Boot space is also good at 565 litres, and I like the way there’s additional storage under the boot floor. Check out the images and you’ll see how that means I could carry two bags of potting mix, a lemon tree and an enormous pot that the grandmother had gifted to our toddler.
The news here isn’t great. While the TL’s 130kW/380Nm 2.0-litre four-cylinder turbo-diesel engine is more powerful and torquey than the old 1.6-litre diesel it replaced in 2017, when combined with the CVT auto the result is disappointing.
The CVT (like most CVTs) doesn’t send drive to the wheels with much oomph. Combine that with maximum torque arriving relatively high in the rev range, and the CVT programmed to ‘shift’ up early, and things become frustrating in city driving. But more on that below.
And no, you can’t have your TL with a manual gearbox (which would have been good). The only manual is the entry grade ST.
Nissan says you should use 6.1L/100km over a combination of open and urban roads. My TL’s average mileage was 11.2L/100km according to the trip computer.
There’s a mountain of things to like about the way the TL drives – the excellent visibility, the accurate and light steering, the comfortable ride.
Then, there are the two things I’m not a fan of, and they're hugely important, the first being the diesel engine in combination with the CVT auto.
I’ve driven diesels with the same outputs and they’ve been excellent thanks to torque coming in lower and marriage to a dual-clutch transmission.
The issue is most obvious in the city where there's too much turbo lag, and when the mumbo finally does arrive (between 2000-2500rpm) the CVT ‘shifts’ to lower revs and grunt drops off a cliff. On the highway, however, the issue is almost unnoticeable.
For serious off-roading a Nissan Patrol is the way to go, but you may be surprised how far an X-Trail will take you. I’ve driven them places you’d be mad to take a regular car.
That said, this isn’t a capable four-wheel drive like the Patrol, or a Toyota LandCruiser - it doesn’t have a low and high range setting, but being able to lock 4WD from 2WD, and having a decent ground clearance (210mm) is great for dirt and gravel roads.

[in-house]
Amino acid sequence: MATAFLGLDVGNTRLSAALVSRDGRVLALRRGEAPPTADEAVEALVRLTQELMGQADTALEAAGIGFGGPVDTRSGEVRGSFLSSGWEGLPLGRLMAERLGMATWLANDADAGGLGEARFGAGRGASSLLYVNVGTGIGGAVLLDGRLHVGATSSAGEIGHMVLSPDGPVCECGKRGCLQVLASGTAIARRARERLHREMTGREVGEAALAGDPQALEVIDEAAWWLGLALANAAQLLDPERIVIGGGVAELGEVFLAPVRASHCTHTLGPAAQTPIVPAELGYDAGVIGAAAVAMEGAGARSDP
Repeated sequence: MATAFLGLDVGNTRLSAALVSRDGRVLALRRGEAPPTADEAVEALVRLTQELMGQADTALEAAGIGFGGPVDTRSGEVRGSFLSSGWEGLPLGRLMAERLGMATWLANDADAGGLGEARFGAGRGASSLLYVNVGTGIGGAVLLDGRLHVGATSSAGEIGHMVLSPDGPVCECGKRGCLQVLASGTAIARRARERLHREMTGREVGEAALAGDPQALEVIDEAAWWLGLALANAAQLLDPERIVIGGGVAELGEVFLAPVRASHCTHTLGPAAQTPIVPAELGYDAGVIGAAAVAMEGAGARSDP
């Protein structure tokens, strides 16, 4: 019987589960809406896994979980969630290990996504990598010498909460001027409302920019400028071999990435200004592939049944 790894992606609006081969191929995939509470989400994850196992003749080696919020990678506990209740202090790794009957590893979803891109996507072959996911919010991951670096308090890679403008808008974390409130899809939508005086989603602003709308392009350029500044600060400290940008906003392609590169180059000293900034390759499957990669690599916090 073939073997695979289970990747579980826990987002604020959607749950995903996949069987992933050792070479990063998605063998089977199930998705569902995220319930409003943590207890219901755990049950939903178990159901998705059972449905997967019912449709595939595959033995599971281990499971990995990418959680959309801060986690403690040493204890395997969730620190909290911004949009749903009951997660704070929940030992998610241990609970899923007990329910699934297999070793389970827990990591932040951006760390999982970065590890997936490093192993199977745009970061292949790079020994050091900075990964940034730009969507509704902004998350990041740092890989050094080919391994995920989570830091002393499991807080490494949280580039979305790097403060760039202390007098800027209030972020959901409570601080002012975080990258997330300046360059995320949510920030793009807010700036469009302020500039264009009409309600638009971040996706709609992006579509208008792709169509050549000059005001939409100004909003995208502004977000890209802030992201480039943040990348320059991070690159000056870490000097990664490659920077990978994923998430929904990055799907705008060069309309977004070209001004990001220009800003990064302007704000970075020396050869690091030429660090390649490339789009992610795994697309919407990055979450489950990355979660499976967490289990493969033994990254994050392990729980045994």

A braked towing capacity of 1650kg makes the diesel the best hauler of the X-Trails, while the petrols can manage less at 1500kg
3 years / 100,000 km warranty
ANCAP Safety Rating
The TL (and Ti) comes with safety technology you won't see on the lower grades such as Lane Departure Warning. You’ll also find blind spot warning and rear cross-traffic alert.
There are two ISOFIX points and three top tether anchor points for child seats across the second row.
I managed to install two cars child seats and a booster child seat across the second row – take a look at the images. It was a bit squashy, and fine for a trip around the corner to the park, but if you have three kids in car seats you'll need a bigger SUV such as the Nissan Pathfinder, which also has a (single) third-row top tether.
The X-Trail is covered by Nissan’s three year/100,000km warranty, and servicing for the TL is recommended at 12 month/10,000km intervals.
Nissan says you can expect to pay $353 for the first service, $384 for the second, $435 for the third and $440 for the fourth. Nissan’s website lists the indicative pricing all the way up to the 12th service.
The Renault Koleos is essentially the same car as the X-Trail, just restyled, and the warranty is a five year/unlimited kilometre one with capped price servicing. Just sayin'.
Stacks of features, good looking, practical and, apart from the CVT and some diesel turbo lag, the TL is easy to drive.
While you’ll most likely become used to the CVT, I’d also test a 2.5-litre 4WD petrol variant, or if you don’t mind shifting yourself – the manual ST.
Also check out the Renault Koleos Intens. Renault has a corporate alliance with Nissan which has allowed it to put its own spin on the X-Trail. It's cheaper, and feels more premium, too.
|ST (2WD)||2.0L, ULP, 6 SP MAN||$23,990 – 29,888||2018 NISSAN X-TRAIL 2018 ST (2WD) Pricing and Specs|
|ST (4WD)||2.5L, ULP, CVT AUTO||$23,750 – 37,180||2018 NISSAN X-TRAIL 2018 ST (4WD) Pricing and Specs|
|ST 7 SEAT (2WD)||2.5L, ULP, CVT AUTO||$22,450 – 32,000||2018 NISSAN X-TRAIL 2018 ST 7 SEAT (2WD) Pricing and Specs|
|ST-L (2WD)||2.5L, ULP, CVT AUTO||$24,800 – 41,466||2018 NISSAN X-TRAIL 2018 ST-L (2WD) Pricing and Specs|
|Price and features||7|
|Engine & trans||6|